Growing up not far from Boston, Massachusetts, the Fourth of July was always one of the most celebrated days of the year in my family. Not only does my grandmother celebrate her birthday on July 4 (happy 94th birthday, Mommom!), it was also a day for us to celebrate our country's freedom with a day-long cook out and pool party before heading inside to watch the Boston Pops play the 1812 Overture at the Esplanade in time with a fireworks display over the Charles River. Those celebrations were always ones to remember and I still look forward to watching the night sky light up when we celebrate America.
Watching the fireworks over Boston's Charles River was a huge part of Four of July celebrations when I was growing up.
Not all horse owners are so eager for July 4 to arrive, however, and I fully understand why: Horses and fireworks don't always mesh well together. Not only can our four-legged family members be injured by fireworks gone awry, the loud and sudden noises they make can send even the calmest of horses for a loop.
Over the years, my family and I have been very lucky. Even when they were younger, none of our now-senior horses have ever had a problem dealing with fireworks. Whether they're in their stalls or grazing in their pastures, our horses are never any the worse for wear when the skies light up with color.
Despite the fact that our horses handle the fireworks very well in general, we always keep an extra close eye on them on nights we know will be "explosion heavy," especially July 4, New Year's Eve, and, in my parents' area, Labor Day. We'll typically let the horses out after they eat their dinner, however the option is always open to bring them back into their stalls if they start running around in a frenzy. The risk of them running through (or jumping over—it's happened before, although it had nothing to do with fireworks) the fence and either getting hurt or lost in the dark is too great; if they're feeling nervous, I'd rather have them in the safety of the barn. Fortunately, we haven't had to execute this "emergency" plan yet.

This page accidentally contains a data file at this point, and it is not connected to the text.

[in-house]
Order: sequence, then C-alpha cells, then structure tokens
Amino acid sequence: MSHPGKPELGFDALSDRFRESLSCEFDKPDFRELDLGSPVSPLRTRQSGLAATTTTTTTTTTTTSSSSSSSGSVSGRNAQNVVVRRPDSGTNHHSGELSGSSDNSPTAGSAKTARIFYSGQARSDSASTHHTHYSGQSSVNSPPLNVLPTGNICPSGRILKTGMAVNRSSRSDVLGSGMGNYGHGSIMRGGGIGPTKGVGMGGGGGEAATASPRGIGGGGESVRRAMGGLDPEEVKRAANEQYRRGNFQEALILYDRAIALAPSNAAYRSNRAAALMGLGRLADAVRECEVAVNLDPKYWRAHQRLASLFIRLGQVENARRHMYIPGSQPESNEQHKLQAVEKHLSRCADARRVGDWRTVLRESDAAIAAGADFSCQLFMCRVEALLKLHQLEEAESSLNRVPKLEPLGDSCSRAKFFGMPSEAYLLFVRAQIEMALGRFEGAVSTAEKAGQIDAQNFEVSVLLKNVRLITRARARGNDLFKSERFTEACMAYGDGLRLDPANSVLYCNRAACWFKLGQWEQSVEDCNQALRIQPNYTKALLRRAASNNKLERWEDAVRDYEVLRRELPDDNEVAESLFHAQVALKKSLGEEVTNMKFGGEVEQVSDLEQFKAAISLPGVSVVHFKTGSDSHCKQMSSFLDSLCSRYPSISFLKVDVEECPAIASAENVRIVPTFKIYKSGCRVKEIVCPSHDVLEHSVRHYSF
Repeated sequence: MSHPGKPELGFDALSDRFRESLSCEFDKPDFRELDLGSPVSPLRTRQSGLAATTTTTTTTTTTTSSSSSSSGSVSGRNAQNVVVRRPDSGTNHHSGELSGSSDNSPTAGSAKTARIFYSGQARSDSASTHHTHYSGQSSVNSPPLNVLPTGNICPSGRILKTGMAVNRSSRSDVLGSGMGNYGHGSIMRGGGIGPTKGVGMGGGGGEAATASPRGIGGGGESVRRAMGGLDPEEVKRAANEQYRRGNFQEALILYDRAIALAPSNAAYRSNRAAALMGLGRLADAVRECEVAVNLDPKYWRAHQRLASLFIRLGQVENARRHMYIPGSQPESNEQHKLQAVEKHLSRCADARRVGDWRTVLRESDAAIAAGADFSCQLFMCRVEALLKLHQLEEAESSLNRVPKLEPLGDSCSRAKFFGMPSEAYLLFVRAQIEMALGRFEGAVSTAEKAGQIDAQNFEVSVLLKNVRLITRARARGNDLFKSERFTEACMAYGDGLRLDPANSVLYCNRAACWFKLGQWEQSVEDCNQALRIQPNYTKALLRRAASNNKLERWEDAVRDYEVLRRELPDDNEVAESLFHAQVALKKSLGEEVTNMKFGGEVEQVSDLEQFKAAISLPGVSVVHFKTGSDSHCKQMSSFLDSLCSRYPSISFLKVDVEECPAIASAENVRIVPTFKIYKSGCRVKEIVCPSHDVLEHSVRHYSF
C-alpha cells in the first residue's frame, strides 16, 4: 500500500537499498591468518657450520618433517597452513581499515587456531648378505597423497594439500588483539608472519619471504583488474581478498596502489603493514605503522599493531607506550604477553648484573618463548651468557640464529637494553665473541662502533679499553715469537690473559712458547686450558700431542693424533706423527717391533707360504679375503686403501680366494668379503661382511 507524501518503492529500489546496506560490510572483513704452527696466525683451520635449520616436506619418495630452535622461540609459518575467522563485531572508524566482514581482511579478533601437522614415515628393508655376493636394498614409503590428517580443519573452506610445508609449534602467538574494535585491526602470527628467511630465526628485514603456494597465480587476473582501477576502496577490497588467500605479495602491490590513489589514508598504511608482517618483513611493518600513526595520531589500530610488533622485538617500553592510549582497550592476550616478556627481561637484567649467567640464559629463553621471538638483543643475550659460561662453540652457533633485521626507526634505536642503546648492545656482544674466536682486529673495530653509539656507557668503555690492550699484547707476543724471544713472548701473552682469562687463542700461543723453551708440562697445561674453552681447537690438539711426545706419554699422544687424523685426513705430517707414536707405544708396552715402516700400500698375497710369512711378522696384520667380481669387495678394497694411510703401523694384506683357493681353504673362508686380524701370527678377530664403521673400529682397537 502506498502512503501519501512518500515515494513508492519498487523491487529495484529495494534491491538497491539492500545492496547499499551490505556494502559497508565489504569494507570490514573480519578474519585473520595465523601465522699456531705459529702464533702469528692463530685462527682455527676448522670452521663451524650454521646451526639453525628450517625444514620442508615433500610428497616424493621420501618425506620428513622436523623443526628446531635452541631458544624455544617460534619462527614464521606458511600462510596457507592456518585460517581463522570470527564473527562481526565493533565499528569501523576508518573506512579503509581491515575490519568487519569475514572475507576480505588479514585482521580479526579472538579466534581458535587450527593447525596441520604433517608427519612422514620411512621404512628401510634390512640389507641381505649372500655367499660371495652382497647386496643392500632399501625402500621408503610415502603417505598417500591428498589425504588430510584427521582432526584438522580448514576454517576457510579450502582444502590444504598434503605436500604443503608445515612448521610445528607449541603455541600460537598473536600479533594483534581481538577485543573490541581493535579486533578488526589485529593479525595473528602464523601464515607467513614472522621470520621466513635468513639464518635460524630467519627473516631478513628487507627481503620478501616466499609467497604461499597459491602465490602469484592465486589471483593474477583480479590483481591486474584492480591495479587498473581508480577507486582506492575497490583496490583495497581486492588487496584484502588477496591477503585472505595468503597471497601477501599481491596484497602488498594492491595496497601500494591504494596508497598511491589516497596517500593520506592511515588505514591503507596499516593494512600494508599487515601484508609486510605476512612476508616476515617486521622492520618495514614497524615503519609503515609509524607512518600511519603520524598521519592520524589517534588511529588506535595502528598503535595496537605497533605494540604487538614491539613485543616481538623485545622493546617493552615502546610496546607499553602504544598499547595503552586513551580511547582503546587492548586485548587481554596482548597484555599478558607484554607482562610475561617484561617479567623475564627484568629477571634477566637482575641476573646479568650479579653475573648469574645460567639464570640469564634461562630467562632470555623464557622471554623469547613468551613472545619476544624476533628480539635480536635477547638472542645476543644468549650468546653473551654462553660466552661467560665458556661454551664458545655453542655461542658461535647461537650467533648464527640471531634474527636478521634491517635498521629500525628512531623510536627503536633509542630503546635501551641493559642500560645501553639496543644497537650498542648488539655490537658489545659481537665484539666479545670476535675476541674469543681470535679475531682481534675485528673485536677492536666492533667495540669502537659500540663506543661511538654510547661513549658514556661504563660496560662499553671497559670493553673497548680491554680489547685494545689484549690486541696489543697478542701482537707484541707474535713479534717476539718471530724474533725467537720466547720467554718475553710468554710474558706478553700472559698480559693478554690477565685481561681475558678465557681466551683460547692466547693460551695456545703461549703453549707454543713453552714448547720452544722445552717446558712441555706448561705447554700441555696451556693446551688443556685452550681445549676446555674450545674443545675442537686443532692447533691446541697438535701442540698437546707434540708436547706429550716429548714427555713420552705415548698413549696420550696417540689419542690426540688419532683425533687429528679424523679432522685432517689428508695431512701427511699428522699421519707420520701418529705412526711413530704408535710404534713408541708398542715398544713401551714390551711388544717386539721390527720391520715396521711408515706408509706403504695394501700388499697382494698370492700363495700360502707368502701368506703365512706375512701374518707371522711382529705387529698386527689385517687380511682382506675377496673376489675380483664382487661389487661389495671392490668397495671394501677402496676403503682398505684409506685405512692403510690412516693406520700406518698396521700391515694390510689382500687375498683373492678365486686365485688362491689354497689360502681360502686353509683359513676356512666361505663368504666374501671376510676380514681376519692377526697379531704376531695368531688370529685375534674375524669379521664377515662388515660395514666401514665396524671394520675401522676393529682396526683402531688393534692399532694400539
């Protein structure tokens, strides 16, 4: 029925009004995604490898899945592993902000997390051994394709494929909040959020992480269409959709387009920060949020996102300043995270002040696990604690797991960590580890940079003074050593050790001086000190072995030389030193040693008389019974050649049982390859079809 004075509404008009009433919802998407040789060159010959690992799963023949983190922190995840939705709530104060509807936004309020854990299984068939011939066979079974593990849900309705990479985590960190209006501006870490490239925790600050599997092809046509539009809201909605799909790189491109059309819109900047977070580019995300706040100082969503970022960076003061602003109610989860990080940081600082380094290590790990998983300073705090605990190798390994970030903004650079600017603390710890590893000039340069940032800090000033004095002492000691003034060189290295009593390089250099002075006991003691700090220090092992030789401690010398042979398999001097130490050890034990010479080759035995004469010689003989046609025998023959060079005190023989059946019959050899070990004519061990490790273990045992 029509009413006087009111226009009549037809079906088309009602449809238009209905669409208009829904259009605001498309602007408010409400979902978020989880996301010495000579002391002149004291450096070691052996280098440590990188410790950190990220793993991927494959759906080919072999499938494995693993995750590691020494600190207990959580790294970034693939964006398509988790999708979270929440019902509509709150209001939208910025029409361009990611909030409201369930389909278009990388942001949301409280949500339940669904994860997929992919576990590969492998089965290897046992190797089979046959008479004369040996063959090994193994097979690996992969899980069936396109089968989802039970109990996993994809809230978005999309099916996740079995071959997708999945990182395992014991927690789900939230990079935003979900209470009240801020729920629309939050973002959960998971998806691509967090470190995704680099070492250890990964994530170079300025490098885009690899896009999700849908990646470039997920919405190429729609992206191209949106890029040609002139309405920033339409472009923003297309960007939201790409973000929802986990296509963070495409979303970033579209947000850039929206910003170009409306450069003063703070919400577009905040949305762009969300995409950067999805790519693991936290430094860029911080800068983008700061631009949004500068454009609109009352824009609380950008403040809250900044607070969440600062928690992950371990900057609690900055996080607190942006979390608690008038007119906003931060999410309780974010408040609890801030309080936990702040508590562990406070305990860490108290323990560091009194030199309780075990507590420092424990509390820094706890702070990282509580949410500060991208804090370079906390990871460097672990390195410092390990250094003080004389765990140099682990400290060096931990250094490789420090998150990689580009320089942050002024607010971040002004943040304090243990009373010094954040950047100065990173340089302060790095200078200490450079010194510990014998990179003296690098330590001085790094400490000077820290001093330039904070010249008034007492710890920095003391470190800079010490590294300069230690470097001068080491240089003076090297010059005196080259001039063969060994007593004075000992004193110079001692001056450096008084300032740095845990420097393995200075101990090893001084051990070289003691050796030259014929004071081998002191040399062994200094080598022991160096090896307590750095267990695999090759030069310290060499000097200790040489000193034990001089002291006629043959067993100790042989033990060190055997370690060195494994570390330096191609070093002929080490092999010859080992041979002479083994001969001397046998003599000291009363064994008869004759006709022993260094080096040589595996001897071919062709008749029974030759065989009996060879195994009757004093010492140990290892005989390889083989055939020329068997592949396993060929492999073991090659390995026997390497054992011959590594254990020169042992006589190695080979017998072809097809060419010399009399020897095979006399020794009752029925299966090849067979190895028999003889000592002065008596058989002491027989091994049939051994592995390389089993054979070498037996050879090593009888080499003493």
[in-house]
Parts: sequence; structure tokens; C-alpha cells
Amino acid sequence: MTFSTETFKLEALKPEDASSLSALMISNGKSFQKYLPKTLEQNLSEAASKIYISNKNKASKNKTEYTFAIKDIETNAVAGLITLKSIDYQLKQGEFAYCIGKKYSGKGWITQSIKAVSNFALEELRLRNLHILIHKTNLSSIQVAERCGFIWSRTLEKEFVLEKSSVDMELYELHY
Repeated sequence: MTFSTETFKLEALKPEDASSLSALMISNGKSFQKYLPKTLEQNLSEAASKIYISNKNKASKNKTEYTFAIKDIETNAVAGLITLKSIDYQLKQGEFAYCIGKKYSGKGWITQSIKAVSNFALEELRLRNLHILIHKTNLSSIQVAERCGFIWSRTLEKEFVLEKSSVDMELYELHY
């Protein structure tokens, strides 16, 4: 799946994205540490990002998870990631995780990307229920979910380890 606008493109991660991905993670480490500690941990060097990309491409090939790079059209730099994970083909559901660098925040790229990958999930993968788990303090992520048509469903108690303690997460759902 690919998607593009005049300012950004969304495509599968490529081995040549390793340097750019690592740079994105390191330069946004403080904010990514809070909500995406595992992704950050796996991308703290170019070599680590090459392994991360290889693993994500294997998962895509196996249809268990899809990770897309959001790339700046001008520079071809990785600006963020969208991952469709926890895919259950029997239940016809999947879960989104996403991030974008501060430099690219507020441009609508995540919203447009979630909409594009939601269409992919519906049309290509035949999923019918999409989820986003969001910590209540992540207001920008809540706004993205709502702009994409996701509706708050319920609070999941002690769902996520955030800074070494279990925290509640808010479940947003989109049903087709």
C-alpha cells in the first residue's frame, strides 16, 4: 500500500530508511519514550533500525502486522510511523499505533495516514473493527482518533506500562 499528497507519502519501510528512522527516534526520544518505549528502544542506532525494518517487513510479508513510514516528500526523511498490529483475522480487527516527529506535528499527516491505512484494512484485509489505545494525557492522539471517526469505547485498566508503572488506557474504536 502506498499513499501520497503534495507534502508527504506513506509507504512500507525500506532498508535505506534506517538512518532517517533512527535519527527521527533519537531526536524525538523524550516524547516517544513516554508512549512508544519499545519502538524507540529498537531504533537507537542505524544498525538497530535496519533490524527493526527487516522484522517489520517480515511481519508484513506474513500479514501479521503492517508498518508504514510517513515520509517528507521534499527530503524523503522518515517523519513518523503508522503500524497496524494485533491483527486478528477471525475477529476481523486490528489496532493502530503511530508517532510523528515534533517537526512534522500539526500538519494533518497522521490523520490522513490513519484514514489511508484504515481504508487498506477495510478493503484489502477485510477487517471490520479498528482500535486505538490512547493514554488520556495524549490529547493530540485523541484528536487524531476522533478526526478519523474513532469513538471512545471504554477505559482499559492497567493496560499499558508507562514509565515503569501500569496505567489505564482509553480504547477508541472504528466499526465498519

This year, however, Dorado (now 21 and no less accident-prone) will be on stall rest for Independence Day. As I mentioned, he's never had problems in the past, but since our barn has switched to night turnout to keep the horses comfortable during the hot Kentucky summer, he'll be alone in the barn during the hours most conducive for an enjoyable firework display. So, my plan this year is to have a veterinarian-prescribed and -approved sedative on-hand and ready to go in case he appears bothered by any displays. I'm hopeful that, because he lives in a rural part of Lexington surrounded by farms, he'll spend the evenings munching on hay and blissfully unaware of celebrations taking place downtown and in nearby suburban areas.
It goes without saying that some animal owners have very different experiences with fireworks. Even though he wasn't a horse, my aunt's old dog had a harder time dealing with fireworks each year he aged. And I've known several horses that didn't handle fireworks well, regardless of what their owners tried to keep them quiet.
My parents and I are hoping once again that our horses continue to fare well during celebrations that involve fireworks. And I sincerely hope that you and your family have a very happy and safe Fourth of July!
But in the meantime, how do your senior horses handle fireworks, and what's your Fourth of July horse care ritual like? Please share your experiences below!